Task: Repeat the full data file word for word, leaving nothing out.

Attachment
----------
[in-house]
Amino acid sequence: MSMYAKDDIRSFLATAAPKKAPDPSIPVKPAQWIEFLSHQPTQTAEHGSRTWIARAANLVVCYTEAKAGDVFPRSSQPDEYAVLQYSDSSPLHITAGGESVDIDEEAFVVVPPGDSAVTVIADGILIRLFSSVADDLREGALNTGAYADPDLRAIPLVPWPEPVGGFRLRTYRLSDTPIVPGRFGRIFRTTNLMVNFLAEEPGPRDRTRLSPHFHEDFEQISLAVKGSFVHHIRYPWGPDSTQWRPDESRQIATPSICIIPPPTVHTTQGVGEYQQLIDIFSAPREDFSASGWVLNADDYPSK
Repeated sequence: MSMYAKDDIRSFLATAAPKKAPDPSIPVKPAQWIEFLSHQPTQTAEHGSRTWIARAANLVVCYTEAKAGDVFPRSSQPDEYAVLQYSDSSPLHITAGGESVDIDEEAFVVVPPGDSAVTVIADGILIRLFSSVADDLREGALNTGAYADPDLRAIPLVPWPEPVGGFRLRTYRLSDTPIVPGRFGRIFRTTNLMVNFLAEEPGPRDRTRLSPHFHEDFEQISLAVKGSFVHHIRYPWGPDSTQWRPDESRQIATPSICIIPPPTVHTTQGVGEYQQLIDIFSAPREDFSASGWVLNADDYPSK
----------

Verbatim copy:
[in-house]
Amino acid sequence: MSMYAKDDIRSFLATAAPKKAPDPSIPVKPAQWIEFLSHQPTQTAEHGSRTWIARAANLVVCYTEAKAGDVFPRSSQPDEYAVLQYSDSSPLHITAGGESVDIDEEAFVVVPPGDSAVTVIADGILIRLFSSVADDLREGALNTGAYADPDLRAIPLVPWPEPVGGFRLRTYRLSDTPIVPGRFGRIFRTTNLMVNFLAEEPGPRDRTRLSPHFHEDFEQISLAVKGSFVHHIRYPWGPDSTQWRPDESRQIATPSICIIPPPTVHTTQGVGEYQQLIDIFSAPREDFSASGWVLNADDYPSK
Repeated sequence: MSMYAKDDIRSFLATAAPKKAPDPSIPVKPAQWIEFLSHQPTQTAEHGSRTWIARAANLVVCYTEAKAGDVFPRSSQPDEYAVLQYSDSSPLHITAGGESVDIDEEAFVVVPPGDSAVTVIADGILIRLFSSVADDLREGALNTGAYADPDLRAIPLVPWPEPVGGFRLRTYRLSDTPIVPGRFGRIFRTTNLMVNFLAEEPGPRDRTRLSPHFHEDFEQISLAVKGSFVHHIRYPWGPDSTQWRPDESRQIATPSICIIPPPTVHTTQGVGEYQQLIDIFSAPREDFSASGWVLNADDYPSK